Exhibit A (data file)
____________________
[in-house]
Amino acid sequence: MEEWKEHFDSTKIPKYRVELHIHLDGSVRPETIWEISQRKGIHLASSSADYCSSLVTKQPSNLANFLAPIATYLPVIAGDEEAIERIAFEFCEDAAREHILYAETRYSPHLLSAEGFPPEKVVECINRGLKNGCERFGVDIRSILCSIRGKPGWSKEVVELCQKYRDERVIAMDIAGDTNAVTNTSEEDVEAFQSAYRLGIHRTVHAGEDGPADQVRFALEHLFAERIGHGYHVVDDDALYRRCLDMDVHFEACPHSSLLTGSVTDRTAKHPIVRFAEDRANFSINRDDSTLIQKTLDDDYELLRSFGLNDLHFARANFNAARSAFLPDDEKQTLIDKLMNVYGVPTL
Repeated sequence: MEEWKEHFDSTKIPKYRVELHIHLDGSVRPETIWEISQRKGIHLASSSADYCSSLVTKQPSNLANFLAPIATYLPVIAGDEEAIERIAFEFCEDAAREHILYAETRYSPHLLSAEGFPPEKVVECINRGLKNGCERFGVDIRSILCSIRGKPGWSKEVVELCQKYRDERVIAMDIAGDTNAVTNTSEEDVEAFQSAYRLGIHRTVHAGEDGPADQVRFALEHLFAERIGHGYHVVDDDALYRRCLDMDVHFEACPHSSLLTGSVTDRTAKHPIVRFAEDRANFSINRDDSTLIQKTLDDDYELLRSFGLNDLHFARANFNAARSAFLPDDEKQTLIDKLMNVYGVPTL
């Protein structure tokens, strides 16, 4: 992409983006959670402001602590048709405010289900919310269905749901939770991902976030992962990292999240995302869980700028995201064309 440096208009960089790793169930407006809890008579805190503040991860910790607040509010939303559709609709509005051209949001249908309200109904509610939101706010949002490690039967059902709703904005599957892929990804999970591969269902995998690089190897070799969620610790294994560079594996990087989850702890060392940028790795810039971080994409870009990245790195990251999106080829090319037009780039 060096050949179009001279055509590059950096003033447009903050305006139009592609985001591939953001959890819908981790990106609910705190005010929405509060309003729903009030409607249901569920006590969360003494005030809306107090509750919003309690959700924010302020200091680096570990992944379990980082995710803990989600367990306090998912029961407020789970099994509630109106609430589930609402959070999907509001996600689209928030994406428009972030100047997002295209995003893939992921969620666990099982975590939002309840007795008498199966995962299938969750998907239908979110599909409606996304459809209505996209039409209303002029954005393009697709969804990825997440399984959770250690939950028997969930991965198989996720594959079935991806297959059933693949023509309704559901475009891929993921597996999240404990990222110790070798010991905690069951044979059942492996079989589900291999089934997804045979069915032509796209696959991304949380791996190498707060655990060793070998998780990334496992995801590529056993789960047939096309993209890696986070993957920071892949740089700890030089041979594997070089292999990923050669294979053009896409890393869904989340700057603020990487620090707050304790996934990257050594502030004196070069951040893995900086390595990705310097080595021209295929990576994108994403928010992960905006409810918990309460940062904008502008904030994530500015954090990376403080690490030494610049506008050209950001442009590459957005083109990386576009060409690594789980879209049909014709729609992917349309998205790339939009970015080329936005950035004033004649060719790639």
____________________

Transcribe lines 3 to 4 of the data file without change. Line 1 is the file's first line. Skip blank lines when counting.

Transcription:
Repeated sequence: MEEWKEHFDSTKIPKYRVELHIHLDGSVRPETIWEISQRKGIHLASSSADYCSSLVTKQPSNLANFLAPIATYLPVIAGDEEAIERIAFEFCEDAAREHILYAETRYSPHLLSAEGFPPEKVVECINRGLKNGCERFGVDIRSILCSIRGKPGWSKEVVELCQKYRDERVIAMDIAGDTNAVTNTSEEDVEAFQSAYRLGIHRTVHAGEDGPADQVRFALEHLFAERIGHGYHVVDDDALYRRCLDMDVHFEACPHSSLLTGSVTDRTAKHPIVRFAEDRANFSINRDDSTLIQKTLDDDYELLRSFGLNDLHFARANFNAARSAFLPDDEKQTLIDKLMNVYGVPTL
């Protein structure tokens, strides 16, 4: 992409983006959670402001602590048709405010289900919310269905749901939770991902976030992962990292999240995302869980700028995201064309 440096208009960089790793169930407006809890008579805190503040991860910790607040509010939303559709609709509005051209949001249908309200109904509610939101706010949002490690039967059902709703904005599957892929990804999970591969269902995998690089190897070799969620610790294994560079594996990087989850702890060392940028790795810039971080994409870009990245790195990251999106080829090319037009780039 060096050949179009001279055509590059950096003033447009903050305006139009592609985001591939953001959890819908981790990106609910705190005010929405509060309003729903009030409607249901569920006590969360003494005030809306107090509750919003309690959700924010302020200091680096570990992944379990980082995710803990989600367990306090998912029961407020789970099994509630109106609430589930609402959070999907509001996600689209928030994406428009972030100047997002295209995003893939992921969620666990099982975590939002309840007795008498199966995962299938969750998907239908979110599909409606996304459809209505996209039409209303002029954005393009697709969804990825997440399984959770250690939950028997969930991965198989996720594959079935991806297959059933693949023509309704559901475009891929993921597996999240404990990222110790070798010991905690069951044979059942492996079989589900291999089934997804045979069915032509796209696959991304949380791996190498707060655990060793070998998780990334496992995801590529056993789960047939096309993209890696986070993957920071892949740089700890030089041979594997070089292999990923050669294979053009896409890393869904989340700057603020990487620090707050304790996934990257050594502030004196070069951040893995900086390595990705310097080595021209295929990576994108994403928010992960905006409810918990309460940062904008502008904030994530500015954090990376403080690490030494610049506008050209950001442009590459957005083109990386576009060409690594789980879209049909014709729609992917349309998205790339939009970015080329936005950035004033004649060719790639």